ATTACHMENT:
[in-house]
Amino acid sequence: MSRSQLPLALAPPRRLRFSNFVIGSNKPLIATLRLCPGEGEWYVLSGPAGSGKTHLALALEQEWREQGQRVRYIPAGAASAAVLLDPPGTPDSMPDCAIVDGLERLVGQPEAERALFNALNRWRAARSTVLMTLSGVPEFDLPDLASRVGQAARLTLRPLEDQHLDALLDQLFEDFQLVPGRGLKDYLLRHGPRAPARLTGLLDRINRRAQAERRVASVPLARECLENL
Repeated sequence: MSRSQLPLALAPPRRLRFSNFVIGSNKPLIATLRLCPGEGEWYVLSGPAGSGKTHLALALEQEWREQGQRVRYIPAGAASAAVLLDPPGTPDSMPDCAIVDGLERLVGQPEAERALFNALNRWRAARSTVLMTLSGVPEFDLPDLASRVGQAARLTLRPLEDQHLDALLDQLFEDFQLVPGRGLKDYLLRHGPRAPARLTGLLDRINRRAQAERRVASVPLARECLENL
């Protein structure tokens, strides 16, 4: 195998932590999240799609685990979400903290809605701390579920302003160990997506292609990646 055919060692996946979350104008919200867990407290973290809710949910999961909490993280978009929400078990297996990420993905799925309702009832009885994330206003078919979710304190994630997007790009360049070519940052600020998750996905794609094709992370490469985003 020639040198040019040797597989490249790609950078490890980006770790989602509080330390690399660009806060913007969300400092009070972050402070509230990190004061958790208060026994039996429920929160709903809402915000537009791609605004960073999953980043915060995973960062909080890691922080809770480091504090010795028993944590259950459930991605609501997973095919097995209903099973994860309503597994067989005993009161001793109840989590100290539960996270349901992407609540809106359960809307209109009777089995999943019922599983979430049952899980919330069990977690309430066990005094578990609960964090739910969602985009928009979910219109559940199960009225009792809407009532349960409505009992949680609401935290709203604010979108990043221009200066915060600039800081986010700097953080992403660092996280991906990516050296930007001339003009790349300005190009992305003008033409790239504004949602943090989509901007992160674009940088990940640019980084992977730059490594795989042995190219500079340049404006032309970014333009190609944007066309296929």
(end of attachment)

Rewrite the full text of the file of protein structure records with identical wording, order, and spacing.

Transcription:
[in-house]
Amino acid sequence: MSRSQLPLALAPPRRLRFSNFVIGSNKPLIATLRLCPGEGEWYVLSGPAGSGKTHLALALEQEWREQGQRVRYIPAGAASAAVLLDPPGTPDSMPDCAIVDGLERLVGQPEAERALFNALNRWRAARSTVLMTLSGVPEFDLPDLASRVGQAARLTLRPLEDQHLDALLDQLFEDFQLVPGRGLKDYLLRHGPRAPARLTGLLDRINRRAQAERRVASVPLARECLENL
Repeated sequence: MSRSQLPLALAPPRRLRFSNFVIGSNKPLIATLRLCPGEGEWYVLSGPAGSGKTHLALALEQEWREQGQRVRYIPAGAASAAVLLDPPGTPDSMPDCAIVDGLERLVGQPEAERALFNALNRWRAARSTVLMTLSGVPEFDLPDLASRVGQAARLTLRPLEDQHLDALLDQLFEDFQLVPGRGLKDYLLRHGPRAPARLTGLLDRINRRAQAERRVASVPLARECLENL
């Protein structure tokens, strides 16, 4: 195998932590999240799609685990979400903290809605701390579920302003160990997506292609990646 055919060692996946979350104008919200867990407290973290809710949910999961909490993280978009929400078990297996990420993905799925309702009832009885994330206003078919979710304190994630997007790009360049070519940052600020998750996905794609094709992370490469985003 020639040198040019040797597989490249790609950078490890980006770790989602509080330390690399660009806060913007969300400092009070972050402070509230990190004061958790208060026994039996429920929160709903809402915000537009791609605004960073999953980043915060995973960062909080890691922080809770480091504090010795028993944590259950459930991605609501997973095919097995209903099973994860309503597994067989005993009161001793109840989590100290539960996270349901992407609540809106359960809307209109009777089995999943019922599983979430049952899980919330069990977690309430066990005094578990609960964090739910969602985009928009979910219109559940199960009225009792809407009532349960409505009992949680609401935290709203604010979108990043221009200066915060600039800081986010700097953080992403660092996280991906990516050296930007001339003009790349300005190009992305003008033409790239504004949602943090989509901007992160674009940088990940640019980084992977730059490594795989042995190219500079340049404006032309970014333009190609944007066309296929």